Hortus, the Michelin-recognized restaurant combining East Asian and Western flavors seeks to redefine the ‘Asian Fusion’ genre.
If you’re wondering, what does Asian fusion mean? The concept became popular in America in the 1960s and is a type of cuisine characterized by a few different ways to use Asian-style dishes and ingredients mixed in with other kinds of dishes. Asian Fusion menus generally blend two or more Asian cultures in each menu item. For example, there might be a traditional Korean dish offering with an additional kick of South Indian accents, ingredients, and flavors. Asian Fusion marries the best of two or more cultural worlds and continuously expands the dishes to a whole new stratospheres. Hortus’s menu, designed by Executive Chef Lenny Moon, takes diners on an eclectic culinary adventure as he infuses pan-Asian flavors with European techniques. The fusion crossover is apparent on several items on the menu, like the pork ribs seasoned with soy (an infamous Asian ingredient) with pickled cucumber tzatziki (most familiar in the Mediterranean diet).
The restaurant is set on two floors, centered around an open kitchen with a pink marble counter and a Chef’s Table. The second is the main dining room, which is a well-lighted space decked in hunter-green walls and velvety blue chairs. My food buddy Jordi and I sat on the top floor– where we enjoyed church views across the street. For additional seating and features, there’s a lovely hidden garden, great for bigger dinner parties and every Thursday night the Jinjoo Yoo Quartet plays live jazz.
For dinner, Jordi and I explored the tasting menu (priced at $70 / person). This menu allowed us to choose an appetizer, primary, and dessert. We began with the famous Royal Platter for starters, plated on rustic ceramics fitted to the dishes’ colors. This dish included chilled Lobster Tail, Salmon Crudo, and Shrimp Cocktail. The dish has a striking appearance, strongly competing with the beautiful church views across the street. We had more appetizers following the seafood platter, where things got more exciting. Our palates were enchanted by the crisp octopus (which wasn’t too rubbery) served with creamy and unique edamame hummus and sweet summer corn ($24). Next, we had the fried oysters and jumbo prawns paired with pickled radish, carrot, and chili Bahn Mi sauce ($35). To accompany the dishes, we ordered the seasonal specialty cocktails ($11-$14. Our choices included the Peach Mule (Soju, peach, tonic), Black Plum (Soju, makgeolli burnt orange), Oolong high (Oolong tea, soju, lemon, cane sugar and the 5th ave’ ( Jinro 24, Hwayo 23, tonic, mint, lime).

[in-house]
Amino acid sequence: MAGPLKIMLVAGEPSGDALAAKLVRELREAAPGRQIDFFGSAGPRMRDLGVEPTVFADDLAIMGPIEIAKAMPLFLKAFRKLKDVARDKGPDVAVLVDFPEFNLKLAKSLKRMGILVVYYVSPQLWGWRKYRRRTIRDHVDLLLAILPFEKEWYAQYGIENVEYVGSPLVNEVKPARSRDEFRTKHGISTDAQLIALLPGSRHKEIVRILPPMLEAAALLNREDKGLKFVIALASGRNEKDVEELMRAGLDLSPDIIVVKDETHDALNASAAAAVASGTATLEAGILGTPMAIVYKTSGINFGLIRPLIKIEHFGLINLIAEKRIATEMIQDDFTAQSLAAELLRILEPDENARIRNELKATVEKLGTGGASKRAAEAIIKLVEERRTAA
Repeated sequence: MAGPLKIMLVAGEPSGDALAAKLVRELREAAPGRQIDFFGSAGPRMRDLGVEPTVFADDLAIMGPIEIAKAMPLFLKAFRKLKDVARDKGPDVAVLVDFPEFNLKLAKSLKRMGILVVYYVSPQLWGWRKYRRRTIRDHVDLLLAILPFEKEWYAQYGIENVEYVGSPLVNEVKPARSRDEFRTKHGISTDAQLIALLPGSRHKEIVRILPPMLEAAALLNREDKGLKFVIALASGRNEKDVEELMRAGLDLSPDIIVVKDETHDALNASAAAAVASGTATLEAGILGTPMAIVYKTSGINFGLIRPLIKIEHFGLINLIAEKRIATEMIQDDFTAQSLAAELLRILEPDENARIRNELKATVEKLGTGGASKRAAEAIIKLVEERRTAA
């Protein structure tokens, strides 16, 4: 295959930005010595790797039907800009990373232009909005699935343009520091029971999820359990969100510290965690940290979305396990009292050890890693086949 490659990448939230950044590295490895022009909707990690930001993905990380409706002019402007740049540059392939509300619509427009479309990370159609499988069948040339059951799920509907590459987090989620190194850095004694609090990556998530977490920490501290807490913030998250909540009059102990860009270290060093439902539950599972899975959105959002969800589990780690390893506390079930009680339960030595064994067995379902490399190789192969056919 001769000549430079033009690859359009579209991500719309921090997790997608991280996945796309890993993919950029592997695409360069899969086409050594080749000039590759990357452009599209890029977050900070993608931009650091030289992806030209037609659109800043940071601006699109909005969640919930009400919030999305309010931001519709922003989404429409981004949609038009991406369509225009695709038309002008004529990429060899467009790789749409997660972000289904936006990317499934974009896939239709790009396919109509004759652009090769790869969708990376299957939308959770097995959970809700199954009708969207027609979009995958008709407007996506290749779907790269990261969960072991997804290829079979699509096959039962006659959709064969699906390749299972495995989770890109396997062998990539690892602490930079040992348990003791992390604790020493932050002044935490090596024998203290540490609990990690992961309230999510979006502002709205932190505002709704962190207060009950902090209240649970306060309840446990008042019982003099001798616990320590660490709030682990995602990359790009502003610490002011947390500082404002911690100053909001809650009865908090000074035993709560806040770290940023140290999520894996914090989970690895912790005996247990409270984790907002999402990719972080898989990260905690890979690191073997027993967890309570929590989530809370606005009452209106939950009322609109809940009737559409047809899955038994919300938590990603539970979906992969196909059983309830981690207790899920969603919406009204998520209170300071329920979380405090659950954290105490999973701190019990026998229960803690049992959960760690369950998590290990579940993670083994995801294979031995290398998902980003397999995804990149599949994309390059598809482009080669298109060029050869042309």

As for the mains, Jordi and I enjoyed the excellent smoky pork ribs and comforting duck. The ribs had a Hawaiian tropical flair from pineapple soy glaze. We both appreciated how the textures of the pickled cucumber tzatziki and fried taro complimented the sweeter ribs. ($32)— Alternatively, the hearty confit duck was another exciting dish on the menu. We especially enjoyed taking a spoonful of bright quinoa salad that soaked up the confit’s gravy and how having the pickled beets as a surprising element to the dish ($34). I drooled over the Truffle Donnabe ($31) on a previous dinner date composed of shaved truffles, wild mushrooms, and cured egg yolk served in a clay pot. If I had to choose a dish that achieves what Chef Lenny Moon is seeking–i.e., redefining Asian Fusion–it’s a tricky tie between the Pork Ribs and the Truffle Donnabe. Both dishes were delicious and seamlessly integrated various ingredients into exceptional meals.
To cap the night, Jordi and I enjoyed a selection of chocolate brownies and panna cotta with an Asian flair. A dose of whipped matcha tops the decadent brownies ($10), and creamy panna cotta ($10) gets a tinge from the yuzu and raspberries. If nothing more, the desserts were delightful.
Hortus NYC is located at 271 5th Avenue, New York, NY 10016. Open for dining in, take-out and delivery. For more information, hours, and menus, please visit https://www.hortusnyc.com/.
I enjoy listening to the stories of the people who devote their time to fill our stomachs with scrumptious food. And of course, experiencing and sharing my thoughts on the cuisines that span across the world.